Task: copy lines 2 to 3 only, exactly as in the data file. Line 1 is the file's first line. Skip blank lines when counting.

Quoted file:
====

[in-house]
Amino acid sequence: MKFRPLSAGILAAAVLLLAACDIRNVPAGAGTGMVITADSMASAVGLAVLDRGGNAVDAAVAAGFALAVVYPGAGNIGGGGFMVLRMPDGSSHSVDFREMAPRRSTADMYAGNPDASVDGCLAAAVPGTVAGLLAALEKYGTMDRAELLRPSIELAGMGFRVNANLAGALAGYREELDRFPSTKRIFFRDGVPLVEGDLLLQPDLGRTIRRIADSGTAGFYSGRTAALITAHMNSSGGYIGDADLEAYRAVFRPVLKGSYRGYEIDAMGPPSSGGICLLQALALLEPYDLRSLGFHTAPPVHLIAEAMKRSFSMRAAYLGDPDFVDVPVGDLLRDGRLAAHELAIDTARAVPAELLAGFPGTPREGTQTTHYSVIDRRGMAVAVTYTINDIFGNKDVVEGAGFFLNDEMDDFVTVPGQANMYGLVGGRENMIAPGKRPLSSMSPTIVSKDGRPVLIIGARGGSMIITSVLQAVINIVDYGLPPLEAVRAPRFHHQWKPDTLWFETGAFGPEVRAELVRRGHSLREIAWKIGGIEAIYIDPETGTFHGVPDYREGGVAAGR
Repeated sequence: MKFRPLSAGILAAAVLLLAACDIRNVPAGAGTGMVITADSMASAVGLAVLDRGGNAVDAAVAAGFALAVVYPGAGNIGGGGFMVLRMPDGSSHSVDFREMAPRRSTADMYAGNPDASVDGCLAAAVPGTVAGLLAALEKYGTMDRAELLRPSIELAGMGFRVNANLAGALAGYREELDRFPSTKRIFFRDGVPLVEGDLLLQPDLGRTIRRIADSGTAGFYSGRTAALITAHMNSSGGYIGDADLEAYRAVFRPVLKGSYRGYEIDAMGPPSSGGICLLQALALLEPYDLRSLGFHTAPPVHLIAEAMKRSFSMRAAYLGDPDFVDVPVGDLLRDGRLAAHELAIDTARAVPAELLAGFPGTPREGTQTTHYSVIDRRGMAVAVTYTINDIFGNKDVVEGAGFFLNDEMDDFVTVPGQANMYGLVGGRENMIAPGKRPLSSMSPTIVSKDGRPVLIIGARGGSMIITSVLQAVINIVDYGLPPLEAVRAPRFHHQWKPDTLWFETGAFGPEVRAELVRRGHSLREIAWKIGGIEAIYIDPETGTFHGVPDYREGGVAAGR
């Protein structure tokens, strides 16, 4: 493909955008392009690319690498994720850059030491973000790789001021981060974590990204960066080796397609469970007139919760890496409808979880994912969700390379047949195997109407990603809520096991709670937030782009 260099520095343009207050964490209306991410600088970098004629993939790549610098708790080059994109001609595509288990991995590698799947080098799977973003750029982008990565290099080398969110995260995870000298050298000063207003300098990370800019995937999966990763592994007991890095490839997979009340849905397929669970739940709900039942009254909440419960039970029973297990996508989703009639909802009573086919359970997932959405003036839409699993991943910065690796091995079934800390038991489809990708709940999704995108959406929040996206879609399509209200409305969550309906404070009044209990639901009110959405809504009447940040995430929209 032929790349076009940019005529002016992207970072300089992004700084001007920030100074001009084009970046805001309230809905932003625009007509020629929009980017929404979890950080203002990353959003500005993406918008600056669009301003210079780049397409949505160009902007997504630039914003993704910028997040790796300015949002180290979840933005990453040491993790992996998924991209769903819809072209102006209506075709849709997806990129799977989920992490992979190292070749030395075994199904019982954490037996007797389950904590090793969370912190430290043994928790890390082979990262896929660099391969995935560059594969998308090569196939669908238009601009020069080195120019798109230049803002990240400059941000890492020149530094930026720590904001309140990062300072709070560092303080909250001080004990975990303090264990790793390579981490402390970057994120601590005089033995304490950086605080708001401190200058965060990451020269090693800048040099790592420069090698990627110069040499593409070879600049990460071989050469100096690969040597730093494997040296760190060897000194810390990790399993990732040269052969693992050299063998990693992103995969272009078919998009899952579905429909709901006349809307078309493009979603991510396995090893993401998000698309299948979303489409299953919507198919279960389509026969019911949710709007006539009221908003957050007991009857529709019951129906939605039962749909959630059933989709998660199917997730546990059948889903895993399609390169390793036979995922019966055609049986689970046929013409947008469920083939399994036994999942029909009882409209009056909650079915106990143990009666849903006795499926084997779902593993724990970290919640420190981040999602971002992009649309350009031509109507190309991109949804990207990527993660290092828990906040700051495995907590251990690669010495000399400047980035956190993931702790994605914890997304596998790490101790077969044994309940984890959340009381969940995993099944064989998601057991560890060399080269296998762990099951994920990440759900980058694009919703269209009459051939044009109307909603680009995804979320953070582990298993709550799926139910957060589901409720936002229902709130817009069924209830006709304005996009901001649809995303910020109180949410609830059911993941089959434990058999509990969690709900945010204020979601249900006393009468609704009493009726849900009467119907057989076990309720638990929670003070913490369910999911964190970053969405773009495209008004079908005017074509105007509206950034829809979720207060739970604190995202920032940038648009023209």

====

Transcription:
Amino acid sequence: MKFRPLSAGILAAAVLLLAACDIRNVPAGAGTGMVITADSMASAVGLAVLDRGGNAVDAAVAAGFALAVVYPGAGNIGGGGFMVLRMPDGSSHSVDFREMAPRRSTADMYAGNPDASVDGCLAAAVPGTVAGLLAALEKYGTMDRAELLRPSIELAGMGFRVNANLAGALAGYREELDRFPSTKRIFFRDGVPLVEGDLLLQPDLGRTIRRIADSGTAGFYSGRTAALITAHMNSSGGYIGDADLEAYRAVFRPVLKGSYRGYEIDAMGPPSSGGICLLQALALLEPYDLRSLGFHTAPPVHLIAEAMKRSFSMRAAYLGDPDFVDVPVGDLLRDGRLAAHELAIDTARAVPAELLAGFPGTPREGTQTTHYSVIDRRGMAVAVTYTINDIFGNKDVVEGAGFFLNDEMDDFVTVPGQANMYGLVGGRENMIAPGKRPLSSMSPTIVSKDGRPVLIIGARGGSMIITSVLQAVINIVDYGLPPLEAVRAPRFHHQWKPDTLWFETGAFGPEVRAELVRRGHSLREIAWKIGGIEAIYIDPETGTFHGVPDYREGGVAAGR
Repeated sequence: MKFRPLSAGILAAAVLLLAACDIRNVPAGAGTGMVITADSMASAVGLAVLDRGGNAVDAAVAAGFALAVVYPGAGNIGGGGFMVLRMPDGSSHSVDFREMAPRRSTADMYAGNPDASVDGCLAAAVPGTVAGLLAALEKYGTMDRAELLRPSIELAGMGFRVNANLAGALAGYREELDRFPSTKRIFFRDGVPLVEGDLLLQPDLGRTIRRIADSGTAGFYSGRTAALITAHMNSSGGYIGDADLEAYRAVFRPVLKGSYRGYEIDAMGPPSSGGICLLQALALLEPYDLRSLGFHTAPPVHLIAEAMKRSFSMRAAYLGDPDFVDVPVGDLLRDGRLAAHELAIDTARAVPAELLAGFPGTPREGTQTTHYSVIDRRGMAVAVTYTINDIFGNKDVVEGAGFFLNDEMDDFVTVPGQANMYGLVGGRENMIAPGKRPLSSMSPTIVSKDGRPVLIIGARGGSMIITSVLQAVINIVDYGLPPLEAVRAPRFHHQWKPDTLWFETGAFGPEVRAELVRRGHSLREIAWKIGGIEAIYIDPETGTFHGVPDYREGGVAAGR